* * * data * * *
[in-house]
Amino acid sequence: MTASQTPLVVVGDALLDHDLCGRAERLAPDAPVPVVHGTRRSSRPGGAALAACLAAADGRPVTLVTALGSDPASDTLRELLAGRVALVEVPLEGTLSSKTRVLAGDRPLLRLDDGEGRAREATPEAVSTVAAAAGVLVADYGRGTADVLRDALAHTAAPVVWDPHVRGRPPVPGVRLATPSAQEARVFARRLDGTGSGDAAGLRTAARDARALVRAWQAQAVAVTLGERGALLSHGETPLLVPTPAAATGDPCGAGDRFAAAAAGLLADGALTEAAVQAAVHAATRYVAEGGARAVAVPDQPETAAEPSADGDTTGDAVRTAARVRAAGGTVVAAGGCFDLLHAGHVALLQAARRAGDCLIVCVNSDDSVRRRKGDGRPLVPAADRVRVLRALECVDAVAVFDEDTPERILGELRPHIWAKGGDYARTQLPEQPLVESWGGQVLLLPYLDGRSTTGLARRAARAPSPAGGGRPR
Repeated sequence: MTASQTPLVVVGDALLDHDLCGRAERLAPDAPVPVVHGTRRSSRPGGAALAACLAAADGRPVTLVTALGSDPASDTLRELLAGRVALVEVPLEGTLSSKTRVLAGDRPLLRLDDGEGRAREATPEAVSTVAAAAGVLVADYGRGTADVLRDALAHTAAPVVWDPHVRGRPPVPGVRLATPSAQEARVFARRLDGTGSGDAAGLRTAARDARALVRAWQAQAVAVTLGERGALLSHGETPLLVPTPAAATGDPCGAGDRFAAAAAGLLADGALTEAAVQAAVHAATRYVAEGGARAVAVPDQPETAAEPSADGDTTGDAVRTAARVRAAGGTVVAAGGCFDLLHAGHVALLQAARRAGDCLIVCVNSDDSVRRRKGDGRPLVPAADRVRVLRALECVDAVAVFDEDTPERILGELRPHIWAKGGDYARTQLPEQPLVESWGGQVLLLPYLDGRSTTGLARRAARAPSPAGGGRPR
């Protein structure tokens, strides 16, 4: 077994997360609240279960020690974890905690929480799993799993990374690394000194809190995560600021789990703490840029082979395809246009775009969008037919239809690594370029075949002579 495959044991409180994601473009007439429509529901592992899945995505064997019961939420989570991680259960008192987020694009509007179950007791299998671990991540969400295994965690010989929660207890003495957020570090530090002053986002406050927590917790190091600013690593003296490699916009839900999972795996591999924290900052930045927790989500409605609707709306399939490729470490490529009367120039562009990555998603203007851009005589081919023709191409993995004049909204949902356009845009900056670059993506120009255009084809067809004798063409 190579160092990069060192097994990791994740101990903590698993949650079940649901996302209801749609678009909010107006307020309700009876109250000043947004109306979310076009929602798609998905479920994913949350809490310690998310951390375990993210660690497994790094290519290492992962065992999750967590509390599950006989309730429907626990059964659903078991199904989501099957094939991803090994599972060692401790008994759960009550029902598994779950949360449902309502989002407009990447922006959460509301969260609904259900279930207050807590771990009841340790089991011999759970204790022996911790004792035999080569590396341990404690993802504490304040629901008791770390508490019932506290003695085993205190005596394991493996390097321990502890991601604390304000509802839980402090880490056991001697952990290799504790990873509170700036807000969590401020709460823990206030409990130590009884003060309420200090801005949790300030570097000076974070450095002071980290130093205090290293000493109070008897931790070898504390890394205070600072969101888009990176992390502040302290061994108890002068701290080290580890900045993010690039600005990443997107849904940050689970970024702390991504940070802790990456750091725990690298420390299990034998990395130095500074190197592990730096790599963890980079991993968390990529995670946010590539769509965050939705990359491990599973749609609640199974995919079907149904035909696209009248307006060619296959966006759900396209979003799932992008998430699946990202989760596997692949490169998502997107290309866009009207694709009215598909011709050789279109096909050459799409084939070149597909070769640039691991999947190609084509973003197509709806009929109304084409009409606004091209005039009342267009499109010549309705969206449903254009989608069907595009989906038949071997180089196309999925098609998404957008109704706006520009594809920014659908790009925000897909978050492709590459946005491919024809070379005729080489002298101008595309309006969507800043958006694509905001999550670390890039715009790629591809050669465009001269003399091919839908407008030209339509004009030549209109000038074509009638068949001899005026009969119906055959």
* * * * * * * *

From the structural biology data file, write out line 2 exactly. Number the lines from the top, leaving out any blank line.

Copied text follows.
Amino acid sequence: MTASQTPLVVVGDALLDHDLCGRAERLAPDAPVPVVHGTRRSSRPGGAALAACLAAADGRPVTLVTALGSDPASDTLRELLAGRVALVEVPLEGTLSSKTRVLAGDRPLLRLDDGEGRAREATPEAVSTVAAAAGVLVADYGRGTADVLRDALAHTAAPVVWDPHVRGRPPVPGVRLATPSAQEARVFARRLDGTGSGDAAGLRTAARDARALVRAWQAQAVAVTLGERGALLSHGETPLLVPTPAAATGDPCGAGDRFAAAAAGLLADGALTEAAVQAAVHAATRYVAEGGARAVAVPDQPETAAEPSADGDTTGDAVRTAARVRAAGGTVVAAGGCFDLLHAGHVALLQAARRAGDCLIVCVNSDDSVRRRKGDGRPLVPAADRVRVLRALECVDAVAVFDEDTPERILGELRPHIWAKGGDYARTQLPEQPLVESWGGQVLLLPYLDGRSTTGLARRAARAPSPAGGGRPR